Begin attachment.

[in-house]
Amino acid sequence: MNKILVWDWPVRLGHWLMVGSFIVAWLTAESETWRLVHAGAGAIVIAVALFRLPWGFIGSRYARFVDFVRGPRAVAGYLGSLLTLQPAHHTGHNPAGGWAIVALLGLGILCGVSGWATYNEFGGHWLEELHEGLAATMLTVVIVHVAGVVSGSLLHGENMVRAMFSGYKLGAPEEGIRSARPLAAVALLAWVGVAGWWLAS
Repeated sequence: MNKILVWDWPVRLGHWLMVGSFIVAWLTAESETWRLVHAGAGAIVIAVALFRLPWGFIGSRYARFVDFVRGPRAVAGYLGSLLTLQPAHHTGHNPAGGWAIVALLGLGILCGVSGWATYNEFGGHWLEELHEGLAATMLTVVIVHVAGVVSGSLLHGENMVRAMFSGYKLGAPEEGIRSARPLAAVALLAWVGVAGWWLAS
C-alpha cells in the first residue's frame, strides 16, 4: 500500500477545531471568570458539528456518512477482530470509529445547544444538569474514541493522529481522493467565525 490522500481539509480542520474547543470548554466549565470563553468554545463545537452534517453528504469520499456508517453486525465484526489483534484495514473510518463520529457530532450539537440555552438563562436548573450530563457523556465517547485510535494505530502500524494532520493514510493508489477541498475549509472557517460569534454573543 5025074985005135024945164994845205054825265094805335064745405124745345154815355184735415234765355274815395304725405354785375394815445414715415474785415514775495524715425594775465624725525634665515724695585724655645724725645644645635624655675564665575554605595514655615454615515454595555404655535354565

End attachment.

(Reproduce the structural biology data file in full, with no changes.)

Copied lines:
[in-house]
Amino acid sequence: MNKILVWDWPVRLGHWLMVGSFIVAWLTAESETWRLVHAGAGAIVIAVALFRLPWGFIGSRYARFVDFVRGPRAVAGYLGSLLTLQPAHHTGHNPAGGWAIVALLGLGILCGVSGWATYNEFGGHWLEELHEGLAATMLTVVIVHVAGVVSGSLLHGENMVRAMFSGYKLGAPEEGIRSARPLAAVALLAWVGVAGWWLAS
Repeated sequence: MNKILVWDWPVRLGHWLMVGSFIVAWLTAESETWRLVHAGAGAIVIAVALFRLPWGFIGSRYARFVDFVRGPRAVAGYLGSLLTLQPAHHTGHNPAGGWAIVALLGLGILCGVSGWATYNEFGGHWLEELHEGLAATMLTVVIVHVAGVVSGSLLHGENMVRAMFSGYKLGAPEEGIRSARPLAAVALLAWVGVAGWWLAS
C-alpha cells in the first residue's frame, strides 16, 4: 500500500477545531471568570458539528456518512477482530470509529445547544444538569474514541493522529481522493467565525 490522500481539509480542520474547543470548554466549565470563553468554545463545537452534517453528504469520499456508517453486525465484526489483534484495514473510518463520529457530532450539537440555552438563562436548573450530563457523556465517547485510535494505530502500524494532520493514510493508489477541498475549509472557517460569534454573543 5025074985005135024945164994845205054825265094805335064745405124745345154815355184735415234765355274815395304725405354785375394815445414715415474785415514775495524715425594775465624725525634665515724695585724655645724725645644645635624655675564665575554605595514655615454615515454595555404655535354565